Fortunately when my wife and I applied for separate Costco/AMEX cards they gave us each the identical very high credit limit that we also had on our Fidelity Mastercard which came in very handy for the large vacation charge. I also like to make any large charge so that it shows up just after the current closing date - that gives me the use of the money for another month and even though our credit union saving account is now only yielding 1%, another 1% for a month is better than nothing.

Altogether we use 5 credit cards altogether.
Two Costco/AMEX 3%, 2%, 1%
One Fidelity M/C 1.5%
One Fidelity AMEX 2%
One Amazon Visa used only at Amazon
Naturally, like most readers of this blog I also never, ever pay interest to anyone.

Another way to save a few bucks is to use a calling card for international and long distance calls. I use one called BIZON from that is only 1.8c/min in the continental USA and 1.6c/min for calls to England. Most cordless phones these days come with a built-in phone number directory that allows you to program in the complete calling sequence even with any pauses that may be necessary so it's totally convenient to use.

My brain says we should simplify things from the multi-card strategy we've employed that employs no less than a half-dozen different cards every month, but we haven't. That having been said, 90% of our charges employ the highly-recommended Schwab/Costco Amex two-card approach, but we still maintain:

--A Chase Mastercard that gets us 3% back at restaurants and gas stations (a few we patronize don't take Amex), hardware/home improvement and office supply stores.

--A few different retail-branded cards that offer 5% in scrip back on purchases from their stores/websites

--A Discover for their 5% bonus categories (most of which are only good for a few hundred dollars worth of purchases).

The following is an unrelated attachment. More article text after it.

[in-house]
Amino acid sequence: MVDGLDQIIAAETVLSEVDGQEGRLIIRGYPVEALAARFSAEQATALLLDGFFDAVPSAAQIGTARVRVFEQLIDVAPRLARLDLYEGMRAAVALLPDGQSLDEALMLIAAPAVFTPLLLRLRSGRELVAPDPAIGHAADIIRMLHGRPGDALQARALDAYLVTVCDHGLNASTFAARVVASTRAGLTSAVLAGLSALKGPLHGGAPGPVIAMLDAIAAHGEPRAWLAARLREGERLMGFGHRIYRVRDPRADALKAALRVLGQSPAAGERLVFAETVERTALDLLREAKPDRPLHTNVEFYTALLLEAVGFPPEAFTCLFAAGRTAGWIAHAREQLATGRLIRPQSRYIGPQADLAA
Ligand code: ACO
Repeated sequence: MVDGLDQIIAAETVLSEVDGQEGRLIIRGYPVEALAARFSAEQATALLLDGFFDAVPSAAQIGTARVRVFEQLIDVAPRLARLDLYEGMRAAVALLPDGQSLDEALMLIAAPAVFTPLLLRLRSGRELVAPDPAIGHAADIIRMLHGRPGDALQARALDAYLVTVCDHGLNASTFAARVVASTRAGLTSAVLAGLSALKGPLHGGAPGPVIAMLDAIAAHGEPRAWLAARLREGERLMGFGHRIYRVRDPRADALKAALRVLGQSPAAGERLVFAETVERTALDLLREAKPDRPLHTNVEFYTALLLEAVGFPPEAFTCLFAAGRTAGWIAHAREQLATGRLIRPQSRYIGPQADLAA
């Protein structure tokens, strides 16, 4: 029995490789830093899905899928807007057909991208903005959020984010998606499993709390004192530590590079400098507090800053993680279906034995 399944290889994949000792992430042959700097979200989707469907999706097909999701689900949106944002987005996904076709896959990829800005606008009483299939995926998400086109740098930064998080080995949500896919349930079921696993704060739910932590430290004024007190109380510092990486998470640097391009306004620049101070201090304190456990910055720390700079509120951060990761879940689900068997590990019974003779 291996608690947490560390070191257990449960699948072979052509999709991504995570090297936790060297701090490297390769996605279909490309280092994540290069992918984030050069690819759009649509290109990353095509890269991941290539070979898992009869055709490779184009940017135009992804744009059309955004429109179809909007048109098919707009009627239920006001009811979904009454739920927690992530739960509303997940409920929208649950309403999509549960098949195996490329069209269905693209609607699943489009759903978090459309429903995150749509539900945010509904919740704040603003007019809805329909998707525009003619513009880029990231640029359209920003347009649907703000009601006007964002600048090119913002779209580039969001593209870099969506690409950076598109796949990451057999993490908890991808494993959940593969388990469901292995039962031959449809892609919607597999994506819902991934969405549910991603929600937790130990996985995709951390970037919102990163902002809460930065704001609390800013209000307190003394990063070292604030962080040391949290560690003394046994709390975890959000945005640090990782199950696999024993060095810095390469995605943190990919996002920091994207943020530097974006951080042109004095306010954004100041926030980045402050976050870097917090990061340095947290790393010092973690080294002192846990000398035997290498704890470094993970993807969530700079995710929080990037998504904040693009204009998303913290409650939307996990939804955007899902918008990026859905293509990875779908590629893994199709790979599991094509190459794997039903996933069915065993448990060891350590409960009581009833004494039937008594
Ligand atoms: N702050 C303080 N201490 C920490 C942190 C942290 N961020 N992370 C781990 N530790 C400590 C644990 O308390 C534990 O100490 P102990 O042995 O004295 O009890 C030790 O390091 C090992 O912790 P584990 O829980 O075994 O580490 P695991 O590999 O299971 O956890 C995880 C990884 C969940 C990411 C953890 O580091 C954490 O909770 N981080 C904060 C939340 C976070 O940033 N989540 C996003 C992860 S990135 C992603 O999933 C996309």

We are charging perhaps a few hundred dollars a month on Discover to milk the bonuses, but their targeted marketing suggests they realize we are "big fish" charging approx. $5K/month on all of our cards combined. We get all sorts of special limited-time bonus offers from Discover that are clearly designed to train our minds into making them our go-to card.

Last year, I got one from Discover that offered 3% back on all purchases over three months, up to $6,000 worth--but only if I charged at least $1,500/month. If I didn't meet that requirement, I would get NOTHING. (Didn't take them up on this.)

Two weeks ago, I got a nice holiday card from Discover offering a $1 bonus rebate on my next 20 transactions made before December 15. I'm taking them up on this for relatively small purchases, but tracking the number of them carefully.

Throughout the year, there's an occasional postcard offering things like a one-time $5 bonus for patronizing a specific merchant, and savings coupons from retailers that normally don't offer these (if we charge the sale to Discover).

I would gladly give Discover most of my business if I could somehow convey the message "Come up with something better than 2% on everything, and we'll talk." I realize that isn't going to happen, so for now I just watch my mail and their website carefully for the bonus offers.